Friday, January 13, 2012

New York Times: Fox in Chicken Skin?

You too? Yeah, after the Times quoted me, it was like I was home free!

This article by the "Public Editor" of the Paper of Record, the New York Times, is close to the most absurd thing I've witnessed in all my days, at least journalism/media-wise. First, it's entitled "Should the Times Be a Truth Vigilante?" What?!?

Here's a taste (warning: might be laced with cyanide):
I’m looking for reader input on whether and when New York Times news reporters should challenge “facts” that are asserted by newsmakers they write about.
This opening sentence -- in the freaking New York Times! -- was written by Arthur S. Brisbane, who, I guess, is paid to represent us, the readers of this vaunted rag. I assume he'll still have his job tomorrow. So will Stephen Colbert, so I suppose the rift in the fabric of the universe can heal.

Think on this: If I, as a high-school history teacher, asserted today, Friday the 13th of January, 2012, that the purpose of history and the role of historians are no longer to represent the truth of past human existence. Instead, I tell my students, I'm free as a historian to tell any story I want, as long as it's reasonably plausible. Then, to test my assumptions that this is the true role of the history profession, I ask my students if historians across the globe should be History Vigilantes.

Hitler misunderstood? "I said ewes, not Jews!"

How long would I hold on to my job? (Full disclosure: I have a degree in history and am a retired teacher, though I never actually taught a history class. Subtext full disclosure: I could be making this stuff up. Is that okay, Mr. Brisbane? Or should I be a Full-Disclosure Vigilante? Huh, huh??)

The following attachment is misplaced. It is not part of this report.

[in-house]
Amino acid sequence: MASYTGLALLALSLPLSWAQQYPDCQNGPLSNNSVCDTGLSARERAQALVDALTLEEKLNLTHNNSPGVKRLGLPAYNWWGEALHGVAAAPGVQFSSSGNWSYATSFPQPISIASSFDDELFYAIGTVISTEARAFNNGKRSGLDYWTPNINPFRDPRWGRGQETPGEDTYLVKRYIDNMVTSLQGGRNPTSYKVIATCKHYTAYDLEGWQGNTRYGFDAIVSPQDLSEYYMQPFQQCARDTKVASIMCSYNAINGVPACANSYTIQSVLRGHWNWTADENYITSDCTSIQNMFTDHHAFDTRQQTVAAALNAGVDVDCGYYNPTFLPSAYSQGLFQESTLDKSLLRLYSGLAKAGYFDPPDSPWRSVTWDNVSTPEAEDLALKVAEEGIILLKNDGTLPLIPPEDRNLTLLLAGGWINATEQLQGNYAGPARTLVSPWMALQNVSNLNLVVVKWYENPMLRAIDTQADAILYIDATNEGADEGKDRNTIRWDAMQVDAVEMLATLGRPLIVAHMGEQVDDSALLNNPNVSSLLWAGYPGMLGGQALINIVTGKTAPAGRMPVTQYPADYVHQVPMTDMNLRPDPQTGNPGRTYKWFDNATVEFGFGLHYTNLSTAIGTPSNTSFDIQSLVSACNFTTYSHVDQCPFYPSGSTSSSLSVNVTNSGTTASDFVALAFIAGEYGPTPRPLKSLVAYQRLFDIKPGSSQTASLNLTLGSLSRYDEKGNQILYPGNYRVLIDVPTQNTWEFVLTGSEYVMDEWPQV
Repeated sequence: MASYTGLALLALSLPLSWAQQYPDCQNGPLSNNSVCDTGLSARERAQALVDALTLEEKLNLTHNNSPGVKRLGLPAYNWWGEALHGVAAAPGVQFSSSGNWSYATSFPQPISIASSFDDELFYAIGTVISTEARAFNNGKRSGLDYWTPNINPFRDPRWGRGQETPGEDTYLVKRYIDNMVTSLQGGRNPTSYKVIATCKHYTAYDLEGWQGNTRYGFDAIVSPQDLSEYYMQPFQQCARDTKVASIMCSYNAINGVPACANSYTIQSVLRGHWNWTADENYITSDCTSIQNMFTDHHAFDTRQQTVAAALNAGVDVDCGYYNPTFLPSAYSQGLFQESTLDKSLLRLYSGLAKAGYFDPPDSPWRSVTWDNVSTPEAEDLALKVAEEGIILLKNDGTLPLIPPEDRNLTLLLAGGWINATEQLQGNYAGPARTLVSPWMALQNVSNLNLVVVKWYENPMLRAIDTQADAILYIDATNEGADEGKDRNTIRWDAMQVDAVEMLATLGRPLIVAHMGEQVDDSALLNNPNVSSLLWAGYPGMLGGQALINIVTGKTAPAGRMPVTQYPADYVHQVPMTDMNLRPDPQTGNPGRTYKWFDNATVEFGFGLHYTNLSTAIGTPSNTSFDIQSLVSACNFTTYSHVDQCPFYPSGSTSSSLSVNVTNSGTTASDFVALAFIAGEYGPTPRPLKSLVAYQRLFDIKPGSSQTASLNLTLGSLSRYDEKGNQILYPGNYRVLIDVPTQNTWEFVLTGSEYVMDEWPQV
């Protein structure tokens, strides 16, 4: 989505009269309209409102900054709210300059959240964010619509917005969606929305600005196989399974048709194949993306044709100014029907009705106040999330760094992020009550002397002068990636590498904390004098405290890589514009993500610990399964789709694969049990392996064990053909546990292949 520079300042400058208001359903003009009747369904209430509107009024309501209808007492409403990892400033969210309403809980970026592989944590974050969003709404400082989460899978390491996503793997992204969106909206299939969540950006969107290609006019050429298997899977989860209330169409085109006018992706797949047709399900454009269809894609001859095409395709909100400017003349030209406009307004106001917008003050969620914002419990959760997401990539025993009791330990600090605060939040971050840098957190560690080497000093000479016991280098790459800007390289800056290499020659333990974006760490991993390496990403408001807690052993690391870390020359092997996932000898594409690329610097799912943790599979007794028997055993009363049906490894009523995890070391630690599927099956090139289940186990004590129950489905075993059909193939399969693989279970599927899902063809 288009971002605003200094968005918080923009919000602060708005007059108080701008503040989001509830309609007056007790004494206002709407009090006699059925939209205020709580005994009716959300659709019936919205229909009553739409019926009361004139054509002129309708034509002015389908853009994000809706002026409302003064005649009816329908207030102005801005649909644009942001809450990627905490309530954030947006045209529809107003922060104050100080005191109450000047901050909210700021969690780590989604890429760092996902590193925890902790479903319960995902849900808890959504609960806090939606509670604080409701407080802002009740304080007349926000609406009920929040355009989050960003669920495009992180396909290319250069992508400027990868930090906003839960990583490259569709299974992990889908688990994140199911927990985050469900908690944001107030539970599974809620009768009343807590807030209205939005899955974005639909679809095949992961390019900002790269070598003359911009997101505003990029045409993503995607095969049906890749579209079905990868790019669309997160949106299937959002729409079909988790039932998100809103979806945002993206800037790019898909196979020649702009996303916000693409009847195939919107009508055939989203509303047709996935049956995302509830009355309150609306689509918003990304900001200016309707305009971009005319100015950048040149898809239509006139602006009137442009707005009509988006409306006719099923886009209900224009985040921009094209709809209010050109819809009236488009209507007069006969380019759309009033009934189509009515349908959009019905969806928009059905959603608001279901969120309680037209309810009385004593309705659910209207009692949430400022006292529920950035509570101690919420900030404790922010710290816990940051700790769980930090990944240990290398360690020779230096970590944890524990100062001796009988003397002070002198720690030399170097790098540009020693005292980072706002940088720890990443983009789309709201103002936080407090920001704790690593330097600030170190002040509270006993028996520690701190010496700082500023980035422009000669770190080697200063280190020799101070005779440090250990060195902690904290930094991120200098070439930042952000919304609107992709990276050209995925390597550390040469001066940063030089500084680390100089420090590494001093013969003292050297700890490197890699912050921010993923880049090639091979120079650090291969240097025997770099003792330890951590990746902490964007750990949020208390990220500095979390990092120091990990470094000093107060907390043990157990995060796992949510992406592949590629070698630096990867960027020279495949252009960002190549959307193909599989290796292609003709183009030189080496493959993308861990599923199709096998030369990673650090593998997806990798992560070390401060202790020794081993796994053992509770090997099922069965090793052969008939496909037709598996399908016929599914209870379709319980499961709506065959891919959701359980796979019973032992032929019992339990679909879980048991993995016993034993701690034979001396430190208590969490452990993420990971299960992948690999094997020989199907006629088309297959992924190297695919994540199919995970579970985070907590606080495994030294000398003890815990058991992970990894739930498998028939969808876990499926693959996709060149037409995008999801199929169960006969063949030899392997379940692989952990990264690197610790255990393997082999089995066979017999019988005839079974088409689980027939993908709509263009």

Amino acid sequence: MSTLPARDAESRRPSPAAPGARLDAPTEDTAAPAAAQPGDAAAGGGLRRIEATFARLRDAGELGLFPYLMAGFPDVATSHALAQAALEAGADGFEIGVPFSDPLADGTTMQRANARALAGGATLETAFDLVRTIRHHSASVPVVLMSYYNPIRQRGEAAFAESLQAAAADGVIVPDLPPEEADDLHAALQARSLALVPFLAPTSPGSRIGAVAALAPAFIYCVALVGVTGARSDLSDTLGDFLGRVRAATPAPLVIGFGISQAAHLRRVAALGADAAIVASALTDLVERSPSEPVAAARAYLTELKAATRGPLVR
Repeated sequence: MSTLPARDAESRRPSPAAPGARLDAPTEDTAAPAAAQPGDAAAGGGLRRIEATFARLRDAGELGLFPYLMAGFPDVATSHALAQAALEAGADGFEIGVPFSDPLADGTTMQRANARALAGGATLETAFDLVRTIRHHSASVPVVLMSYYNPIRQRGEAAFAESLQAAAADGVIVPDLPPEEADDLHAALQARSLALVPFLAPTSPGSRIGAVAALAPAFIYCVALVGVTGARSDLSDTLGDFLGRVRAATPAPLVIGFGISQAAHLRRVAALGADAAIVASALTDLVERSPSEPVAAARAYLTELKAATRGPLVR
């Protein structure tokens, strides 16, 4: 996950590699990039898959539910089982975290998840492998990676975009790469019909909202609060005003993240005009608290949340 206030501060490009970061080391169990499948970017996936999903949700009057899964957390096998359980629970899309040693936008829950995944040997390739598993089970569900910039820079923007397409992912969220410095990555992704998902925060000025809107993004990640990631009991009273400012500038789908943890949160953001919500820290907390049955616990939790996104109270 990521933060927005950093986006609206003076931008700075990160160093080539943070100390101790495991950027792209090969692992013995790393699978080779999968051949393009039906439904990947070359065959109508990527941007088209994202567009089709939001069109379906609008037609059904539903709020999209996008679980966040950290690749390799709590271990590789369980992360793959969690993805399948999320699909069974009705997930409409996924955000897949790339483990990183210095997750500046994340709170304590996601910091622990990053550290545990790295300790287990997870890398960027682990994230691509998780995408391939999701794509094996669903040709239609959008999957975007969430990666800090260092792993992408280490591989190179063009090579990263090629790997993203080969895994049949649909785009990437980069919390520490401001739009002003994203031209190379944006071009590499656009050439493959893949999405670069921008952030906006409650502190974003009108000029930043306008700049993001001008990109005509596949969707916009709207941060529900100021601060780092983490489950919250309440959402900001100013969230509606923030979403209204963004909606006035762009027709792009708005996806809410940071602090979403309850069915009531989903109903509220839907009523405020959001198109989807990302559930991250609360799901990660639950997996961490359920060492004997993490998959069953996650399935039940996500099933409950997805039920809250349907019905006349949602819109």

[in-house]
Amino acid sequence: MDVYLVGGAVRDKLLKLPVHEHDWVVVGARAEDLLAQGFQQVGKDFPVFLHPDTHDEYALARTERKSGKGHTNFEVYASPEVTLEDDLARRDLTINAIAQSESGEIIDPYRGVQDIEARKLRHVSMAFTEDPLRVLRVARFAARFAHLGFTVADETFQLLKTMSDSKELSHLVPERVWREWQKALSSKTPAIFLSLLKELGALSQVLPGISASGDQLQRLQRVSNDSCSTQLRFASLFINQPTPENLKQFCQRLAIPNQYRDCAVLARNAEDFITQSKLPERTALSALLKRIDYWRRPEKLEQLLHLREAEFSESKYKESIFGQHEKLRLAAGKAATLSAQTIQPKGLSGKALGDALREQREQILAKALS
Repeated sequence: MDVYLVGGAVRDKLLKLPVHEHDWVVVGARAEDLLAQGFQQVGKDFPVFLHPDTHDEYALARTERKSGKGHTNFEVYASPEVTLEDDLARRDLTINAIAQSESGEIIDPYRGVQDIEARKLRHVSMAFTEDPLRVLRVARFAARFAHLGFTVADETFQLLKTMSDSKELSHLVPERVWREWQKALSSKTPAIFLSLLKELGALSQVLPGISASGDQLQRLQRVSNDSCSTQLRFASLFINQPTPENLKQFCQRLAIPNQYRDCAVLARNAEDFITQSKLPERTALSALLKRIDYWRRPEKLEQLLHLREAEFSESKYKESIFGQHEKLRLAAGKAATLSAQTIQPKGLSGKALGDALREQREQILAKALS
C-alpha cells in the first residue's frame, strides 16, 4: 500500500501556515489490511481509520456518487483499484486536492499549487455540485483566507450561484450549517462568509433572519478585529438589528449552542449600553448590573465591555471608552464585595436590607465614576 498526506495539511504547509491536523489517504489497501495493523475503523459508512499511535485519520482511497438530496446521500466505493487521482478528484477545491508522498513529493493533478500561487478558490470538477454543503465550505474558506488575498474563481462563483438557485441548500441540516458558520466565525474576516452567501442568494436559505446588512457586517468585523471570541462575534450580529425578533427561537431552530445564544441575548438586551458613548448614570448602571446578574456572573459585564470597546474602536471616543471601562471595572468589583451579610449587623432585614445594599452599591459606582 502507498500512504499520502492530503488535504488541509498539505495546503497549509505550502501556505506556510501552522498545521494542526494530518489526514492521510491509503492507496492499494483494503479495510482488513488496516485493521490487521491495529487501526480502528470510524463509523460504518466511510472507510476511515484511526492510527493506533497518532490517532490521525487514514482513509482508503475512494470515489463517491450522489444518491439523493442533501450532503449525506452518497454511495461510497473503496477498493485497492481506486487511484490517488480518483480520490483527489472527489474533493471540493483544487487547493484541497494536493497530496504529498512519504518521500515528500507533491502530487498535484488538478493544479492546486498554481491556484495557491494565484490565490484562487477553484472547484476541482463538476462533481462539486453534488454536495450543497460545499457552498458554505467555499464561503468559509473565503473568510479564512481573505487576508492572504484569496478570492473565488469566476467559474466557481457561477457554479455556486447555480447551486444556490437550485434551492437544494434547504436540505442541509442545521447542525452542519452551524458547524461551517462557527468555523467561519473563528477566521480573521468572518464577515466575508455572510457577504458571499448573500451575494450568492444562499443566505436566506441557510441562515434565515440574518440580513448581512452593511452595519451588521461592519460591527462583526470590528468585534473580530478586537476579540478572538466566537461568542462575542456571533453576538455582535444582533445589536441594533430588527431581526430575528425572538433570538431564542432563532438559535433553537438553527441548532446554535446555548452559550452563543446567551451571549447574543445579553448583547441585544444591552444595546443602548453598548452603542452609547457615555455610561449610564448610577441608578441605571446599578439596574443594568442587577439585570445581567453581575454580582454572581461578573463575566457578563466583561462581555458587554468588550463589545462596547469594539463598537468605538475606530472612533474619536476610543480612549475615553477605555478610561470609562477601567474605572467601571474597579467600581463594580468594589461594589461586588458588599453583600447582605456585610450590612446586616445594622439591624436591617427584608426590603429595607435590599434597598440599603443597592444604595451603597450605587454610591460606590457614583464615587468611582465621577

Of course, kudos and hat tips to Atrios of Eschaton for pointing me to this nonsense, and the same to Media Matters for taking its usual look at the deterioration of media in fourth-stage terminal America in the 21st century.

For fun, go to Arthur S. Brisbane's article -- an article that will live in infamy... -- and read some of the 278 WTF!! comments posted.

Holy Santorum, Batman, I just had a genius idea that I should run by the publisher of the New York Times. How about having a Super Public Editor to keep an eye on what the Public Editor is writing. Yeah, he could write an article called, I don't know, how about "Should the Times Have a Public Editor Vigilante?"

My gut reaction was clearly yes. Then, after thinking for a moment, I thought no. What I actually need to do is move to the Big Island and go off the grid.

Last time I saw him he was walking down this road mumbling something about public editors...

A final, serious observation: We who have been watching cable television -- okay, the so-called networks are barely better -- or reading mainstream media have been noticing for a while that "objective reporting" has morphed into he said/she said, both-sides-do-it, on-the-one-hand-on-the-other-hand drool. When the Public Editor of the New York Times thinks he needs to weigh in by asking readers if they think reporters should embed facts into their reporting on "newsmakers," we've entered a world in which we realize the need for another special circle of Hell. It can be a narrow band, one just wide enough for a Public Editor of the Paper of Record.

We thought we had totally cornered the market on bullshit, and now with the Times' latest move, we don't know.

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